12

In my activity I have a field that should be non-nullable and has a custom setter. I want to initialize the field in my onCreate method so I added lateinit to my variable declaration. But, apparently you cannot do that (at the moment): https://discuss.kotlinlang.org/t/lateinit-modifier-is-not-allowed-on-custom-setter/1999.

These are the workarounds I can see:

  • Do it the Java way. Make the field nullable and initialize it with null. I don't want to do that.
  • Initialize the field with a "default instance" of the type. That's what I currently do. But that would be too expensive for some types.

Can someone recommend a better way (that does not involve removing the custom setter)?

  • is the onCreate a part of a builder? – James Ralston Sep 22 '17 at 16:12
  • 1
    No, it's an overriden method inherited from class Activity that is invoked by Android as part of the app's lifecycle. – Tobias Uhmann Sep 22 '17 at 16:31
  • Why do you need a setter at all? It sounds like you could improve your architecture here. – tynn Sep 22 '17 at 18:43
  • My setter updates two UI widgets. I guess I could do it somehow without setter. But it's a situation that I've faced mutliple times before. So I hoped there was a simple solution. Also I find properties are one of the coolest features that I missed in Java. – Tobias Uhmann Sep 22 '17 at 18:49
  • Could you add an example? How does the getter work? Do you store the value in a backing field? It sounds like a special use-case of yours. – tynn Sep 22 '17 at 20:53
9

Replace it with a property backed by nullable property:

    var _tmp: String? = null
    var tmp: String
        get() = _tmp!!
        set(value) {_tmp=value; println("tmp set to $value")}

or this way, if you want it to be consistent with lateinit semantics:

var _tmp: String? = null
var tmp: String
    get() = _tmp ?: throw UninitializedPropertyAccessException("\"tmp\" was queried before being initialized")
    set(value) {_tmp=value; println("tmp set to $value")}
  • But I still get an error because I have to initialize my property – Tobias Uhmann Sep 25 '17 at 8:38
  • 1
    So, you want to use uninitialized property in Kotlin, but don't want it to be null or throw exception? – Pavlus Sep 25 '17 at 8:39
  • I tried to apply your upper solution. But I get an error because tmp is not initialized. – Tobias Uhmann Sep 25 '17 at 8:52
  • And you initialized it? – Pavlus Sep 25 '17 at 8:55
  • Ok, got my mistake. Instead of _tmp=value I tried field=value. Works now! – Tobias Uhmann Sep 25 '17 at 9:05
2

This can be achieved by using a backing property (as per Pavlus's answer); however, I prefer to wrap it inside a delegate to avoid exposing it outside of the property's context:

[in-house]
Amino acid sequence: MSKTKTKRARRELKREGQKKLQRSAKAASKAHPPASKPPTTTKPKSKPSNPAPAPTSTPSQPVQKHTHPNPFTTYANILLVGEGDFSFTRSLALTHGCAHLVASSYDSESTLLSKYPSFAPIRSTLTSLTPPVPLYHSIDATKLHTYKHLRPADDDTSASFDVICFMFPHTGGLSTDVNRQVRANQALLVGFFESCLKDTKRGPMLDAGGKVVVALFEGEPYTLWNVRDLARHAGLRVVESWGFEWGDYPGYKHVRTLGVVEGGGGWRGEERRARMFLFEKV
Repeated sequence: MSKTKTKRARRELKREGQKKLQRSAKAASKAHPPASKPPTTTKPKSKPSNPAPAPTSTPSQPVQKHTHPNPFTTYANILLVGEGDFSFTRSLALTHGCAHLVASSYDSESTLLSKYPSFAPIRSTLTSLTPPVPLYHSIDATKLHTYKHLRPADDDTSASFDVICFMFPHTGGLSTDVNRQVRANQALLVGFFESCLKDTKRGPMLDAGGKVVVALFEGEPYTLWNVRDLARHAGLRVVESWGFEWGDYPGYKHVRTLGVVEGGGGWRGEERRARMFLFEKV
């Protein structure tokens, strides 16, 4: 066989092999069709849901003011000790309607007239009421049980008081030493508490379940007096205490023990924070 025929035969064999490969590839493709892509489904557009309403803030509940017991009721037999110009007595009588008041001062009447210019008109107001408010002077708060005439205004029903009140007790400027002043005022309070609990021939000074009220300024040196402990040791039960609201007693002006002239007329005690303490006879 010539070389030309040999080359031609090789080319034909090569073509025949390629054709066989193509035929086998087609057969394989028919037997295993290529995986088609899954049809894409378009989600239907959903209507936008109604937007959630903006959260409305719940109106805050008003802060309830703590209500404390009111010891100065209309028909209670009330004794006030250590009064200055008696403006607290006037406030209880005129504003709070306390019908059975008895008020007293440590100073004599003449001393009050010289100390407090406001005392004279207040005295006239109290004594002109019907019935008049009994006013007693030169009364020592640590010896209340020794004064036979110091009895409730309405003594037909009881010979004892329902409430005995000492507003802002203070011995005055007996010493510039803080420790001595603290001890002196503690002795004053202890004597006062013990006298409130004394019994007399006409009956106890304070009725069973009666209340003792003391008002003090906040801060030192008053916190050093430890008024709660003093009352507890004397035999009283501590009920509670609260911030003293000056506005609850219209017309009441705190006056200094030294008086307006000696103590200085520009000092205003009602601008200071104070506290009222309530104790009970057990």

open class LateInit<T: Any> : ReadWriteProperty<Any?, T> {
    protected lateinit var field: T

    final override fun getValue(thisRef: Any?, property: KProperty<*>) = get()
    final override fun setValue(thisRef: Any?, property: KProperty<*>, value: T) = set(value)

    open fun get() = field
    open fun set(value: T) { field = value }
}

This provides standard getters and setters that can be overridden with a custom implementation:

var upperCaseString by object : LateInit<String>() {
    override fun set(value: String) {
        field = value.toUpperCase()
    }
}

However, since this implementation requires extending the delegate, the generic type cannot be inferred from the property type. This can overcome by taking the custom getter and setter as parameters:

class LateInit<T: Any>(private val getter: FieldHolder<T>.() -> T = { field },
                       private val setter: FieldHolder<T>.(T) -> Unit = { field = it }) :
        ReadWriteProperty<Any?, T> {
    private val fieldHolder = FieldHolder<T>()

    override fun getValue(thisRef: Any?, property: KProperty<*>) = fieldHolder.getter()
    override fun setValue(thisRef: Any?, property: KProperty<*>, value: T) =
            fieldHolder.setter(value)

    class FieldHolder<T: Any> {
        lateinit var field: T
    }
}

Which can then be used like this:

private var upperCaseString: String by LateInit(setter = { field = it.toUpperCase() })

Your Answer

By clicking “Post Your Answer”, you agree to our terms of service, privacy policy and cookie policy

Not the answer you're looking for? Browse other questions tagged or ask your own question.